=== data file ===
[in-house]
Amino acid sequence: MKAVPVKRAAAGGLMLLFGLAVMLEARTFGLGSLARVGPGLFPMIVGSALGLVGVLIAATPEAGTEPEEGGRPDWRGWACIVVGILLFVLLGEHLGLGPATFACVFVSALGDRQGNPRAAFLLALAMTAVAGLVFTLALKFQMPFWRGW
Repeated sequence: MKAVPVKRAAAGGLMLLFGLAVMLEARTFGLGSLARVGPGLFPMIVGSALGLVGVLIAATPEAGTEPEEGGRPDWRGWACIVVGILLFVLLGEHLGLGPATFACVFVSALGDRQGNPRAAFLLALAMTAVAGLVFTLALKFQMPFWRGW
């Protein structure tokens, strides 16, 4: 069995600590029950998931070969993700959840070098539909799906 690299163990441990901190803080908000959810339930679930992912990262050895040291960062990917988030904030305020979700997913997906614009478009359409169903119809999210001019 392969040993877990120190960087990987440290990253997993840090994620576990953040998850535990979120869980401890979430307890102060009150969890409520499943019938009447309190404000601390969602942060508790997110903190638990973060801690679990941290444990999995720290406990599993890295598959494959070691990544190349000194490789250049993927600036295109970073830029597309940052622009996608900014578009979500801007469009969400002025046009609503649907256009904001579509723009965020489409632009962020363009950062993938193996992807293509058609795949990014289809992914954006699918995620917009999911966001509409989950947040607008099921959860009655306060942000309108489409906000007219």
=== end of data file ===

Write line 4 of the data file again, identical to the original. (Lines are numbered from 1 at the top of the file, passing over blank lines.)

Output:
């Protein structure tokens, strides 16, 4: 069995600590029950998931070969993700959840070098539909799906 690299163990441990901190803080908000959810339930679930992912990262050895040291960062990917988030904030305020979700997913997906614009478009359409169903119809999210001019 392969040993877990120190960087990987440290990253997993840090994620576990953040998850535990979120869980401890979430307890102060009150969890409520499943019938009447309190404000601390969602942060508790997110903190638990973060801690679990941290444990999995720290406990599993890295598959494959070691990544190349000194490789250049993927600036295109970073830029597309940052622009996608900014578009979500801007469009969400002025046009609503649907256009904001579509723009965020489409632009962020363009950062993938193996992807293509058609795949990014289809992914954006699918995620917009999911966001509409989950947040607008099921959860009655306060942000309108489409906000007219």